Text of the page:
By Travis Cartwright-Carroll
Nassau Guardian Staff Reporter
NASSAU, Bahamas -- International credit ratings agency Moody’s on Thursday downgraded The Bahamas’ credit rating from A3 to Baa1, the third downgrade for the country in as many years.
In addition, Moody’s said the country’s economic outlook remains negative.
“We see limited prospects for the fiscal consolidation necessary to strengthen the government’s balance sheet and stabilize debt levels,” said the Moody’s rating action.
Moody’s cited three driving factors for the decrease: Limited growth prospects and weak recovery in tourism and construction; significant and rapid deterioration of the government’s balance sheet exacerbated by a low revenue base, and high and rising levels of debt and weakening of debt sustainability relative to other countries.
In an interview with The Nassau Guardian, assistant vice-president and analyst at Moody's, Edward Al-Hussainy, said further downgrades are possible if the government does not act immediately to curb the country’s rising debt levels.
Moody’s said the country’s tourism, offshore financial services, and construction sectors remain vulnerable due to an uncertain recovery in the United States.
The rating action also pointed to the country’s limited revenue generation potential.
“The Bahamas has a limited revenue base and the government relies disproportionately on volatile trade-related tax revenue and property taxes. One-time revenue inflows, the divestment of the Bahamas Telecommunications Company and stamp duties on several large tourism projects financed by foreign investment, masked a decline in recurrent revenue in 2011, and will not be credit supportive going forward,” said Moody’s.
“We do not expect reforms necessary to increase recurrent revenues, most importantly the introduction of a value-added tax and a modernization of the property tax system, to materialize before 2014/15.”
While the ratings agency placed the lion’s share of blame for the country’s current debt level on the last Ingraham administration, it also blamed the current administration for not acting quickly enough to curb spending.
“The downgrade incorporates a marked deterioration of the government’s financial balance sheet over the past five years,” Moody’s said.
“Expenditure growth has continued following the election of a new government in May 2012, and the state plays an increasingly dominant role in the economy through elevated levels of capital spending on public works projects, social safety net transfers, public sector employment, and increased budgetary support to public sector corporations.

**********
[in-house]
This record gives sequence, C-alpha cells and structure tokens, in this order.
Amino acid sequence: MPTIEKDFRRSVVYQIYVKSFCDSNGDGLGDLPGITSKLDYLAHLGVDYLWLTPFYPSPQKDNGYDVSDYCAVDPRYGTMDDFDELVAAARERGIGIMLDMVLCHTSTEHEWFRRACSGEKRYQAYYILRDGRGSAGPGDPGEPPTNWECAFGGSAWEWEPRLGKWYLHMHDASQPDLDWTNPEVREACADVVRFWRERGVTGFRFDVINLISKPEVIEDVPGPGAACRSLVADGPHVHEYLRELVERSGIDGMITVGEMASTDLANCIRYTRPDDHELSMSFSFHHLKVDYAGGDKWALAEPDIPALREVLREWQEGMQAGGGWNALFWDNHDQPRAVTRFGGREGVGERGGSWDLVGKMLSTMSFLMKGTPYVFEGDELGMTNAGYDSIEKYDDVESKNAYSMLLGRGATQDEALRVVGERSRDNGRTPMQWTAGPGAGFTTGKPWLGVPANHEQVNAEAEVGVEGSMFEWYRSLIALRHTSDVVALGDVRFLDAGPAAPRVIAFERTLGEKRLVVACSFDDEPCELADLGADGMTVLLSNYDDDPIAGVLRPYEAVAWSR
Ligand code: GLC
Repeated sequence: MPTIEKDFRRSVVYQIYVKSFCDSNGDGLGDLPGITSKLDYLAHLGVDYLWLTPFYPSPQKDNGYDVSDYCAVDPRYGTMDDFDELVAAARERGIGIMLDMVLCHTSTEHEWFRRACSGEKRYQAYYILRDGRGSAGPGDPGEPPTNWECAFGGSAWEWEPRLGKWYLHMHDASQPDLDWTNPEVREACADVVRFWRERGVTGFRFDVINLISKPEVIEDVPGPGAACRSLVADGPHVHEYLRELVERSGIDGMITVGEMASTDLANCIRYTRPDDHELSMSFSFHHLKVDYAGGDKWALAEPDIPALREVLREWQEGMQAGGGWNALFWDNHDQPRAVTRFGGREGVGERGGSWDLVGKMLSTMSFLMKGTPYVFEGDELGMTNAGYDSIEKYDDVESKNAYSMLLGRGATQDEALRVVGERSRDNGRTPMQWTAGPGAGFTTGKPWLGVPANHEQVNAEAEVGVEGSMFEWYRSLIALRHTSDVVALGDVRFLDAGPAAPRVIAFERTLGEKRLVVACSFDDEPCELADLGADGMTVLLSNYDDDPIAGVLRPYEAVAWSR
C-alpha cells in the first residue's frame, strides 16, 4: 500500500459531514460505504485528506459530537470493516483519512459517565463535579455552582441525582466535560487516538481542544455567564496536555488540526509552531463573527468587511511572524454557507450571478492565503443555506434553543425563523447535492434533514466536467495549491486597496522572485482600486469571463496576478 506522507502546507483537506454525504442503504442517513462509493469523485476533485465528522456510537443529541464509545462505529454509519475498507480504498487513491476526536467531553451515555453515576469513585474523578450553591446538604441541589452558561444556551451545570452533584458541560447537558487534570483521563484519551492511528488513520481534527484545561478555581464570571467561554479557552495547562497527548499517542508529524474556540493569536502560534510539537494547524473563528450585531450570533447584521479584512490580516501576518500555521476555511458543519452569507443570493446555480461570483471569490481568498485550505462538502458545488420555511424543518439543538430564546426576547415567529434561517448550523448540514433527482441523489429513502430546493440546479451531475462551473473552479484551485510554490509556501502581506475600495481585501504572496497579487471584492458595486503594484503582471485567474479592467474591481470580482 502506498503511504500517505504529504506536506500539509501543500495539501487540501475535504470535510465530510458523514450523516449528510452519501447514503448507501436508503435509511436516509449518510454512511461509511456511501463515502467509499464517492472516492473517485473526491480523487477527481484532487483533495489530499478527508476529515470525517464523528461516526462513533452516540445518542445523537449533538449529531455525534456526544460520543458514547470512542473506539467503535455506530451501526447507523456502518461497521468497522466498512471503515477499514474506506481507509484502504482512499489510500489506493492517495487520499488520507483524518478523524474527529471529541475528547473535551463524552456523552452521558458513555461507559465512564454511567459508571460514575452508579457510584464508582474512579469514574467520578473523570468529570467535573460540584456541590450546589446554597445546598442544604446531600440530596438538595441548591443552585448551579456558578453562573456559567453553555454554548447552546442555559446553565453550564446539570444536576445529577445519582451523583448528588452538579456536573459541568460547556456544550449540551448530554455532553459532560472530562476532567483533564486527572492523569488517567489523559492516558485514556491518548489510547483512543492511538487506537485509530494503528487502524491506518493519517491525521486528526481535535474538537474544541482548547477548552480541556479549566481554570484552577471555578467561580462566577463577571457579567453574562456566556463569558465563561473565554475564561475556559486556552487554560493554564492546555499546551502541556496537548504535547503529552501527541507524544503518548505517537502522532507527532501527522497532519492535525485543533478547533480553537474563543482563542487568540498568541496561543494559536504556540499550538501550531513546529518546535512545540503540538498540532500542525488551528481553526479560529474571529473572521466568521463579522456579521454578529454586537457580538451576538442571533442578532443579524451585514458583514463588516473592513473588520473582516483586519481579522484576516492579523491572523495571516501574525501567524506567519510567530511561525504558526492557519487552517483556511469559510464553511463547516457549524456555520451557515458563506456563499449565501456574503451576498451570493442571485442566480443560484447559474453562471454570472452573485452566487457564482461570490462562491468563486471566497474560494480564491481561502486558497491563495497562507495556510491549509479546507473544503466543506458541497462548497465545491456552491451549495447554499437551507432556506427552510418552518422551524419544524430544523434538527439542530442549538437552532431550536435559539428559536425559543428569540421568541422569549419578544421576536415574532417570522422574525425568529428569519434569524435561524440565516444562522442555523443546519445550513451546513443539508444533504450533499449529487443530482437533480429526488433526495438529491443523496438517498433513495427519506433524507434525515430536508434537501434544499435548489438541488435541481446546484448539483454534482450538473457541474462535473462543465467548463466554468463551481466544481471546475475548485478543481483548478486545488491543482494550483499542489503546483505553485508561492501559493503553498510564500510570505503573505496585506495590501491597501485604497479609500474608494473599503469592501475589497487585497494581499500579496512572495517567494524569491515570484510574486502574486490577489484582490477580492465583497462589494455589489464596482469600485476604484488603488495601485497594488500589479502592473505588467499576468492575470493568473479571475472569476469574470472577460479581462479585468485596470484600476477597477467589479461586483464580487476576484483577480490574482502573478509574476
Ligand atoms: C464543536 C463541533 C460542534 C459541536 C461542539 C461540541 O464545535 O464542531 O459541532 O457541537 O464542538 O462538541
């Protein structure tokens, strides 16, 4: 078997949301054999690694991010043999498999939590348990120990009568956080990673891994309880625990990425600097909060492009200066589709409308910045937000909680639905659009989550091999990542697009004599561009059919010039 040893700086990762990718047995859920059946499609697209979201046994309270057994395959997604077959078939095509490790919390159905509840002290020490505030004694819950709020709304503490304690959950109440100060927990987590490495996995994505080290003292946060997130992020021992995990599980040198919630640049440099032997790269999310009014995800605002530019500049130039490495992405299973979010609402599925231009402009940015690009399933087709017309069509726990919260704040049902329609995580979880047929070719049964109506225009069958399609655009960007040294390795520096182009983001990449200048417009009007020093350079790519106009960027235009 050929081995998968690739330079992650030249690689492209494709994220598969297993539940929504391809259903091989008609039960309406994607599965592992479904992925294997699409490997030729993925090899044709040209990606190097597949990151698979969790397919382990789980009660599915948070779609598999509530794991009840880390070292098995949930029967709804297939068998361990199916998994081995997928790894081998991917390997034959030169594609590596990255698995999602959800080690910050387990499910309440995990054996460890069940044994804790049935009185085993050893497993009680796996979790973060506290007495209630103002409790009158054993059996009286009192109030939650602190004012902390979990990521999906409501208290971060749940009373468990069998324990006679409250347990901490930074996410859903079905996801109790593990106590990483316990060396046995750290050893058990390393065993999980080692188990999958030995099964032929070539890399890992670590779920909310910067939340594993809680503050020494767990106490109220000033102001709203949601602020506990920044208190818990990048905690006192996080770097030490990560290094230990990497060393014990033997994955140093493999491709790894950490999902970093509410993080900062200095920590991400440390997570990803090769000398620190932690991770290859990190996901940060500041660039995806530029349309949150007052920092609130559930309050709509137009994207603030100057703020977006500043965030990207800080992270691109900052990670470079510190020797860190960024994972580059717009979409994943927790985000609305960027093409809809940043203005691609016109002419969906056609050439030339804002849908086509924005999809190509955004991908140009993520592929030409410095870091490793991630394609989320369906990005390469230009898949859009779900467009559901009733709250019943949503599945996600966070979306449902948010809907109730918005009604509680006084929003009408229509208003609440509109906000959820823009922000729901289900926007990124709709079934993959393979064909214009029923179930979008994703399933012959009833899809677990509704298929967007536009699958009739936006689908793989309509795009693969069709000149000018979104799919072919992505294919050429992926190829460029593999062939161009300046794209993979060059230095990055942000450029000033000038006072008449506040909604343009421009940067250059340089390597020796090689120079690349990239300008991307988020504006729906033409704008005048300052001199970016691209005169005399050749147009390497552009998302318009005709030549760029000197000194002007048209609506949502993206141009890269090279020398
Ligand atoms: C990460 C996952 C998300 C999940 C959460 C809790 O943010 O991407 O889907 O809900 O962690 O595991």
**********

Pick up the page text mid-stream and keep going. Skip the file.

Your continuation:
“This fiscal stimulus program is yet to yield growth dividends and unemployment remains close to 15 percent, depressing domestic demand.”
Moody’s said it expects the government to find it difficult to stabilize the debt and place it on a sustainable trajectory in the near-term.
“While the pace of increase in government debt ratios is likely to slow in the coming years, a failure to reverse the recent trend of rising debt will place downward pressure on The Bahamas' rating,” the agency said.
“In addition, the crystallization of contingent liabilities from debt held by public sector corporations such as the loss-making Bahamas Electricity Corporation could adversely affect the rating. A further deterioration of the public sector balance sheet due to external shocks in the form of weather-driven events like hurricanes will also be credit negative.”
The Ministry of Finance responded to the rating downgrade on Thursday night, stating that the government would lay out “clear detailed action points” to address the situation during an upcoming mid-year budget process.
“The government of The Bahamas is committed to the stabilization and gradual reversal of these negative trends and to that end has developed a medium-term strategy, the aim of which is to reduce expenditure as a percentage of GDP, and increase revenue as a percentage of GDP,” said the ministry.
“We intend to achieve this through expenditure control, improved revenue administration and economic growth.”
A downgrade from Moody's ultimately means a higher cost of borrowing, which could adversely affect the country’s economic growth.
Standard & Poor’s downgraded The Bahamas’ sovereign credit rating from BBB+ to BBB late last year.
Republished with permission of the Nassau Guardian